Understanding the Role of a Novel Hereditary Cancer Gene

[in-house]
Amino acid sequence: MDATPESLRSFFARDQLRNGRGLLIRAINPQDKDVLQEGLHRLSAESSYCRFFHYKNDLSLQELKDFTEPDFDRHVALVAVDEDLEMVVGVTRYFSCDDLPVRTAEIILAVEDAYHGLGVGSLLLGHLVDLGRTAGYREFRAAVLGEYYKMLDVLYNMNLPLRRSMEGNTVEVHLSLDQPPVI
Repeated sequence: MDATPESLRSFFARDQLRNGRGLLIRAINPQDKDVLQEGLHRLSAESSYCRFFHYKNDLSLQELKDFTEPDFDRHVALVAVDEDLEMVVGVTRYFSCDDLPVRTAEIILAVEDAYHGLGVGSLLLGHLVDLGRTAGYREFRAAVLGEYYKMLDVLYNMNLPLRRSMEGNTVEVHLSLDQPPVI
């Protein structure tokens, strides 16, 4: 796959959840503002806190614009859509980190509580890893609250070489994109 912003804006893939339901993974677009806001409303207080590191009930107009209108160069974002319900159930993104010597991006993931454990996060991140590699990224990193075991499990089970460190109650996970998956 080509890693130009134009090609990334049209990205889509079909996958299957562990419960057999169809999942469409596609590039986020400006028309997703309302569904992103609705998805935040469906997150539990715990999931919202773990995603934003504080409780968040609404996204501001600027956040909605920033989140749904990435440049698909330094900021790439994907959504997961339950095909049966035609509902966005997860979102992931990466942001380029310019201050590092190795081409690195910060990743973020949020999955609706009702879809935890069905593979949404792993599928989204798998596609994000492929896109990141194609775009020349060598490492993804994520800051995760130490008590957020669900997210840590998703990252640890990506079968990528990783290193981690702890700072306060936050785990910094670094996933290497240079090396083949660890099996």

Cancers of neural and neuroectodermal origin are rare in incidence. However, high rates of mortality convert these infrequent tumors into the second leading cause of cancer-related death among children less than 15 years of age. Genetic analysis of familial cancers provides fundamental insights into their more common sporadic equivalents. Using integrative genomics, we recently identified a novel cancer gene known as TMEM127. We discovered that truncating TMEM127mutations are responsible for the development of familial pheochromocytomas, highly vascular tumors of neural crest origin. Our initial studies show that TMEM127 has features of a tumor suppressor gene and functions as an inhibitor of mTOR, a pathway implicated in multiple cancers. Further, we found that TMEM127 localizes to multiple intracellular compartments involved in protein shuttling, including the plasma membrane, endosome and Golgi, a complex network for which a role in cancer has remained underexplored. In this proposal we aim to elucidate TMEM127 function by identifying binding proteins and by defining precisely the regulation of TMEM127 intraorganelle localization and movement and its effects on mTOR function. We will also examine the integrity of the TMEM127 gene in pediatric tumors of neural origin. In summary, the studies proposed in this application should provide us initial insights into the function of a novel tumor suppressor gene that impinges on mTOR. Furthermore, the unique, multicompartmental distribution of TMEM127 suggests that it might function in protein trafficking or sorting, and hints at where its interplay with mTOR occurs. In addition to defining the function of a novel cancer gene, our study will provide insights into the regulation of mTOR and will explore the emerging role of the endomembrane system in cancer. In addition, this work will also offer an initial assessment of the role of TMEM127 in pediatric tumors of neural origin.